Königsplatz ("Kö") serves as the main hub for the city's tram and bus routes . After a pavilion built in 1914 east of Konrad-Adenauer-Allee , called Pilz by the population , had reached its capacity limits, a larger triangle of stops was opened on the other side of the street in 1977 after a two-year construction period. A further renovation should expand the capacities by adding additional platforms and tram tracks by 2009. On November 25, 2007 there was initially a referendum against the planned renovation, which was met with 53.2 percent of the votes (with a turnout of 24.2 percent), so that the renovation was delayed and only in 2011 (after a now positive Vote of the citizens) could be started. The new Königsplatz was opened on December 15, 2013 as part of the Augsburg mobility hub. In 2016, after loud criticism about smokers, a self-driving robot was introduced at Königsplatz , which prompts smokers with the help of a sign that the robot lifts to keep the Kö smoke-free and to stop smoking. The robot was christened Swa * lly , a suitcase word from SWA and the fictional movie character Wall-E . The robot can be found every 7th of the month. The robot is controlled concealed by a swa employee via app. Swa * lly was developed and built by members of the Open-Lab Augsburg.
In April 2016, Stadtwerke Augsburg installed so-called bumpers in a pilot project at the Haunstetter Strasse and Von-Parsewal-Strasse tram stops to increase traffic safety at busy stations. These warn pedestrians, especially smombies , with additional LED lights embedded in the street . When a tram approaches, the light strips flash red so that pedestrians are alerted. There was already a similar project in 2010 in Frankfurt am Main , but it received hardly any attention. It was not until the project in Augsburg that there was worldwide interest. The international press, including the Washington Post and Yomiuri Shimbun (Japan's largest daily newspaper), reported on the project. The idea was also adopted, partly in the same year, in other cities such as Sydney in Australia or San Cugat del Vallès in Spain. The floor lights are still attached to the two stops, but no additional ones are planned. The project came to the sober result that traffic safety cannot be increased by pompous. Jürgen Fergg, public utility spokesman said in this regard: "People are more attentive, but they still go when red."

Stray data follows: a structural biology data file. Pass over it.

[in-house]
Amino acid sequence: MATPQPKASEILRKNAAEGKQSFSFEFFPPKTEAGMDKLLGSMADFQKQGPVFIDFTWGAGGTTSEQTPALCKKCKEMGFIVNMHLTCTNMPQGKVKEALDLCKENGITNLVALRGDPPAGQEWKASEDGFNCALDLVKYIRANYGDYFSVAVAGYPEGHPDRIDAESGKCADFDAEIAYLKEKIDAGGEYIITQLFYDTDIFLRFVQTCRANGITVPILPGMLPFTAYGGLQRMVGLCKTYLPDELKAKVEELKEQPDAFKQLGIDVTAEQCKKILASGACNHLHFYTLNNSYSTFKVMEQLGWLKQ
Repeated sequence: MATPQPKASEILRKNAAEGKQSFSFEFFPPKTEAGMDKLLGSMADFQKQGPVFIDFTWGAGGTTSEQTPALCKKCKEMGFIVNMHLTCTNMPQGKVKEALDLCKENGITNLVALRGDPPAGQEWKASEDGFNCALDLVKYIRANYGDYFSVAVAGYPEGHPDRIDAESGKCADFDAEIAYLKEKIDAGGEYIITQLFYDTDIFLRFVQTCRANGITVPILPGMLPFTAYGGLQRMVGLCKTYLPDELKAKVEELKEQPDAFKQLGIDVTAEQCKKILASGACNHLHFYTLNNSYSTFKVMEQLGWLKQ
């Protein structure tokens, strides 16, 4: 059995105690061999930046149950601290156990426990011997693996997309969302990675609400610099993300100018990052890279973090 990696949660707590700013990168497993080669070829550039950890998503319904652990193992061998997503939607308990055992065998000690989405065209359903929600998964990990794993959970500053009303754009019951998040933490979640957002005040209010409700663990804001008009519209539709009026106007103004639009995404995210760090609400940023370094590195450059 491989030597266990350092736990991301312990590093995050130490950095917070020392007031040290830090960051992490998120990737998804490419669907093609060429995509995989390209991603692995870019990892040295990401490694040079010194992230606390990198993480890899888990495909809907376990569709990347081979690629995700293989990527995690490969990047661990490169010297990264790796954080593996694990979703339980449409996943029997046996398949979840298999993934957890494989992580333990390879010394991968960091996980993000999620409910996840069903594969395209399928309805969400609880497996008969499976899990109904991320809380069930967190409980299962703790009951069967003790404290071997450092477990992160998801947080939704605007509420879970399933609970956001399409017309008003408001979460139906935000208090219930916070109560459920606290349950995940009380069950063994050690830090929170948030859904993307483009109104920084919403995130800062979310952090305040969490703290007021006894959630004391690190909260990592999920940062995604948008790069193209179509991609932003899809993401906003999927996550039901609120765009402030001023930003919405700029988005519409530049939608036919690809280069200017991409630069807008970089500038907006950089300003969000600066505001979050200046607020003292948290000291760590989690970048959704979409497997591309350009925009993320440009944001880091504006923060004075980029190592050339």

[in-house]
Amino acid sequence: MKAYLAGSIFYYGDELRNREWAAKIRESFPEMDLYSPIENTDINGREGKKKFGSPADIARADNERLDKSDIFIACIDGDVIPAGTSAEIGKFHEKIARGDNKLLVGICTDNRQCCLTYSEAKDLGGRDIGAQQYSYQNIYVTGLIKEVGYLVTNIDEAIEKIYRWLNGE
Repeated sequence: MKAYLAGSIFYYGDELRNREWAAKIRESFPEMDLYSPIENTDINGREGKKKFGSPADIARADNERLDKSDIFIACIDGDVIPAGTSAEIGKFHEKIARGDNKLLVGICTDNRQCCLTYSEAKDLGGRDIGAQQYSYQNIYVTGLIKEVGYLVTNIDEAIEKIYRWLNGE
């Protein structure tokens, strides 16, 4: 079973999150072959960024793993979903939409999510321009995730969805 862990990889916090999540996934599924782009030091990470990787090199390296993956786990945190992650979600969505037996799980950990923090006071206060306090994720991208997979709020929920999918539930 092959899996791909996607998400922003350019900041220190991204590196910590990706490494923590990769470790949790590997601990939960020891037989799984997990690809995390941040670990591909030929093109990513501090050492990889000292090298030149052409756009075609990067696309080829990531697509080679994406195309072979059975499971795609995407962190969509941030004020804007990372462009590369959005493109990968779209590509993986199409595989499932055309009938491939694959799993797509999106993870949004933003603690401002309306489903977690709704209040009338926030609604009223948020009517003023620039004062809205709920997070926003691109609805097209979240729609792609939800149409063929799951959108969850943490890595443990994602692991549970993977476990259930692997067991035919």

Since January 2020 there has been a free city zone in Augsburg, which includes 9 of 281 stops. In this way, distances of up to three stations can be covered for free in the heart of the city center by bus or tram.
The mobility hub project
The term mobility hub refers to several individual projects by the city of Augsburg, through which local transport in the city is to be made more modern and attractive. The creation of new tram lines, the expansion of the most important traffic junctions Königsplatz and the main train station as well as the establishment of an S-Bahn are planned.
Construction began on the first part of the major project on June 28, 2007 with the groundbreaking ceremony for the new tram line 6 between the main train station and Friedberg-West . This project was completed with the opening in December 2010. The expansion of Königsplatz was also a project that was completed in 2013.
Further, coordinated individual projects include:
- Conversion of the main train station into a modern hub that connects all rail traffic